If “justify” means “include in God’s covenant people,” then God justifies based on his covenant with Abraham — by faith. His covenant through Moses does not define the covenant people. Rather, among other things, the Torah separates Jews from Gentiles by imposing the food laws, festivals, and such, and this separation now contradicts the gospel and the ultimate promise to Abraham to bless all nations. Hence, those kinds of works of the Torah are obsoleted in Jesus.
Second, ‘works of the law’ will never justify, because what the law does is to reveal sin. Nobody can keep it perfectly. The problem of Genesis 11 (the fracturing of humanity) is the full outworking of the problem of Genesis 3 (sin), and the promise to Abraham is the answer to both together. Perspectives new and old sit comfortably side by side here, a pair of theological Siamese twins sharing a single heart.
Tom Wright, Justification: God’s Plan and Paul’s Vision, (London: Society for Promoting Christian Knowledge, 2009), 97–98.
The purpose of the Torah is not justification but revelation of God’s nature — especially so when it comes to the “moral law.” The revelation of God’s moral nature in the Torah holds those with the Torah accountable — as we see in Rom 5 in some detail — but does not justify. The covenant with Abraham then and now justifies by faith.
So up to this point, I agree with Wright. Then he says,
Here is the point—large as life, in the pages of the New Testament—that was one of James Dunn’s major breakthrough moments in the development of the ‘new perspective’. The ‘works of the law’ against which Paul warned were not, he suggested, the moral good deeds done to earn justification (or salvation), but the particular commandments and ordinances which kept Jew and Gentile separate from one another.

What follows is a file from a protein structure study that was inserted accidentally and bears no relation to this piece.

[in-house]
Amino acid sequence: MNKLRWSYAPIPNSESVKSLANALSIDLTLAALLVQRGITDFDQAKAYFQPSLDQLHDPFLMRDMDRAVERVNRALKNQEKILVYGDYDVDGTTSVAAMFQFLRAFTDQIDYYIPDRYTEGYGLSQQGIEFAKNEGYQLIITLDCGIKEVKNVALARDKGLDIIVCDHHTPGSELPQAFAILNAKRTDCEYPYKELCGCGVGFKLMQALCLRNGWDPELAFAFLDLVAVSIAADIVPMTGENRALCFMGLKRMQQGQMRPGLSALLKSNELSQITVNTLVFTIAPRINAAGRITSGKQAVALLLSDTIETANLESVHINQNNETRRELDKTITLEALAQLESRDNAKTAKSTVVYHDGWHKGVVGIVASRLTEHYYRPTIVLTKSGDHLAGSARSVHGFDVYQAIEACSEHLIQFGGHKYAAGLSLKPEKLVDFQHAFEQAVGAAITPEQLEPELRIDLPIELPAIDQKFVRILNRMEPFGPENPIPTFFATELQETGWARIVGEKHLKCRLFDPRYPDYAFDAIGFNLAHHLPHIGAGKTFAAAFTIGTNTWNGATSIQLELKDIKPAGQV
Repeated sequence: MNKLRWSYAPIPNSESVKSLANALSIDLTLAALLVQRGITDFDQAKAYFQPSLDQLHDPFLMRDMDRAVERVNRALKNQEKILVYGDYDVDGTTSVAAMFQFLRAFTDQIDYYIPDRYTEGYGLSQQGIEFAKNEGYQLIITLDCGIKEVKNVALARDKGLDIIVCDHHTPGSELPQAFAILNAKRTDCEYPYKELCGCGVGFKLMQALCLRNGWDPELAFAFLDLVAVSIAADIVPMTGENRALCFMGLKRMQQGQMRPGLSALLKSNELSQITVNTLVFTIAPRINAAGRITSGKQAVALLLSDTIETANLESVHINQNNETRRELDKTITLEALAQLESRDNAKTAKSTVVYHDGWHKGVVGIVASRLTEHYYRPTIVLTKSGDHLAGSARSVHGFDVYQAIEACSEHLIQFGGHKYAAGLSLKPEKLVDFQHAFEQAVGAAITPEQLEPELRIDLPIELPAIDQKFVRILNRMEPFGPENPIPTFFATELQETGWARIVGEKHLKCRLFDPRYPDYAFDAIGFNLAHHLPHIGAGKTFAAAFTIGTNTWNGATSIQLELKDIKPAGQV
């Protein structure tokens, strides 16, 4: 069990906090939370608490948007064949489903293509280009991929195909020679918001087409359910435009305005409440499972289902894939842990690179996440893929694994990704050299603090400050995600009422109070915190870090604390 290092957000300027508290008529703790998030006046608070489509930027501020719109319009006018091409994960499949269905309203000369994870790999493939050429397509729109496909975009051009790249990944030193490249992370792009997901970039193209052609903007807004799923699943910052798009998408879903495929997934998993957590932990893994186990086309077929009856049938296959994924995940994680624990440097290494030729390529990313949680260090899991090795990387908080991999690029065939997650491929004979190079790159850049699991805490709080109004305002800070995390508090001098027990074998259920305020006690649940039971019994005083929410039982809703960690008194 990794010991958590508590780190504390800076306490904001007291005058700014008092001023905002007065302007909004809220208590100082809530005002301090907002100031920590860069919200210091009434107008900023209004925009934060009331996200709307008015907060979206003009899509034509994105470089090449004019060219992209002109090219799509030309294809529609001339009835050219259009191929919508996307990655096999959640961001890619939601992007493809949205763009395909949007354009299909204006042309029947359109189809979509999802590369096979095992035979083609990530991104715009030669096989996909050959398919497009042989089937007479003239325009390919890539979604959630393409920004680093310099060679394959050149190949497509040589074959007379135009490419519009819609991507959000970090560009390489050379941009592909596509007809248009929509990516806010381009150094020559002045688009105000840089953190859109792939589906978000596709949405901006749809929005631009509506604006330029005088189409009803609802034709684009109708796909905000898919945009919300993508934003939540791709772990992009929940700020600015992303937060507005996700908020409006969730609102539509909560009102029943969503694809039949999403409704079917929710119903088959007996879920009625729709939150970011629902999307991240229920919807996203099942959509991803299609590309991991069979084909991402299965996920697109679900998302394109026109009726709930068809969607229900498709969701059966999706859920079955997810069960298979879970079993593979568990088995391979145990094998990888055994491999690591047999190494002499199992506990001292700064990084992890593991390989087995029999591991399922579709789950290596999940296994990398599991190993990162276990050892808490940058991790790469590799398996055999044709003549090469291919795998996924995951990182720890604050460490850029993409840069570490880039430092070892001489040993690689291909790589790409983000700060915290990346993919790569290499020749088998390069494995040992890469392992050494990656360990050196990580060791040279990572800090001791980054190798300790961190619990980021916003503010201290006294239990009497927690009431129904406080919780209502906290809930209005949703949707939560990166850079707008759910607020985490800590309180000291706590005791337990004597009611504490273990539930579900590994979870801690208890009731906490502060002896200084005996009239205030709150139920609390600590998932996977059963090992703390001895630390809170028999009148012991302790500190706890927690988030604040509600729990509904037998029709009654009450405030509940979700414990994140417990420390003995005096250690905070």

Tom Wright, Justification: God’s Plan and Paul’s Vision, (London: Society for Promoting Christian Knowledge, 2009), 148 (italics in original).
I just don’t see limiting “works of the law” to the boundary marker commands as a matter of grammar and context. I think Wright was far closer to right in the earlier quotation. Wright also explains it more accurately, to my thinking, in other places. I mean, if we take him too literally and consider “works of the Law” to refer solely to such Jew/Gentile separators as circumcision, we run into serious historical and grammatical problems.
An article by William D. Barrick argues for a broader view of “works,” and Barrick makes some points about the roots of Paul’s vocabulary that I find persuasive. For example, in the phrase “do the words of the law” appearing in such passages such as Deut 28:58; 29:29; 31:12; and 32:46, “law” means the whole law, not just the boundary marker or ceremonial portions.He further demonstrates that the Dead Sea Scrolls reveal an attitude regarding the “works of the law” that is indeed just as legalistic as what the New Perspective denies. And it’s incontrovertible that the Gospels show Jesus condemning Pharisees for legalistic attitudes.
He further shows how contemporary Jewish scholars of Judaism disagree with the New Perspective interpretation, concluding that “law” means “Law of Moses” — even though this results in a very negative view of the Judaism of apostolic times.